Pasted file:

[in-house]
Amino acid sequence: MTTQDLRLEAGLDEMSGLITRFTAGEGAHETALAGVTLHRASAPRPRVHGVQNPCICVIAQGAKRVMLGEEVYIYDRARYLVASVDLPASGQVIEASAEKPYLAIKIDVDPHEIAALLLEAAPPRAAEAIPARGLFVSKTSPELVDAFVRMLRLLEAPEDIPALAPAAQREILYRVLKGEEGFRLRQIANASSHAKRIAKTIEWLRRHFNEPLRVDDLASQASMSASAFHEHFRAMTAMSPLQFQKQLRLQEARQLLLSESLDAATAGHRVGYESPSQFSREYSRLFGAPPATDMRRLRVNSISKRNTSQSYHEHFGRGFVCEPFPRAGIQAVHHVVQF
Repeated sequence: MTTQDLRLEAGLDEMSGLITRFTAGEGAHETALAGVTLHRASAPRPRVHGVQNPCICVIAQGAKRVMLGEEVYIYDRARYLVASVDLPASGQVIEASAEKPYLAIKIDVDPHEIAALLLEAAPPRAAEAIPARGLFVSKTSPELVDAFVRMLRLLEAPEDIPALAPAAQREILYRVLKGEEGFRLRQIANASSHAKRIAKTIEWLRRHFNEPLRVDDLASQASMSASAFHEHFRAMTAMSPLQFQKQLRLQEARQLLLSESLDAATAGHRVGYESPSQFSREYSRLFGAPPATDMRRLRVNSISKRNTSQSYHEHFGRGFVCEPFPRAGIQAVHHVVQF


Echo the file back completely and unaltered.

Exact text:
[in-house]
Amino acid sequence: MTTQDLRLEAGLDEMSGLITRFTAGEGAHETALAGVTLHRASAPRPRVHGVQNPCICVIAQGAKRVMLGEEVYIYDRARYLVASVDLPASGQVIEASAEKPYLAIKIDVDPHEIAALLLEAAPPRAAEAIPARGLFVSKTSPELVDAFVRMLRLLEAPEDIPALAPAAQREILYRVLKGEEGFRLRQIANASSHAKRIAKTIEWLRRHFNEPLRVDDLASQASMSASAFHEHFRAMTAMSPLQFQKQLRLQEARQLLLSESLDAATAGHRVGYESPSQFSREYSRLFGAPPATDMRRLRVNSISKRNTSQSYHEHFGRGFVCEPFPRAGIQAVHHVVQF
Repeated sequence: MTTQDLRLEAGLDEMSGLITRFTAGEGAHETALAGVTLHRASAPRPRVHGVQNPCICVIAQGAKRVMLGEEVYIYDRARYLVASVDLPASGQVIEASAEKPYLAIKIDVDPHEIAALLLEAAPPRAAEAIPARGLFVSKTSPELVDAFVRMLRLLEAPEDIPALAPAAQREILYRVLKGEEGFRLRQIANASSHAKRIAKTIEWLRRHFNEPLRVDDLASQASMSASAFHEHFRAMTAMSPLQFQKQLRLQEARQLLLSESLDAATAGHRVGYESPSQFSREYSRLFGAPPATDMRRLRVNSISKRNTSQSYHEHFGRGFVCEPFPRAGIQAVHHVVQF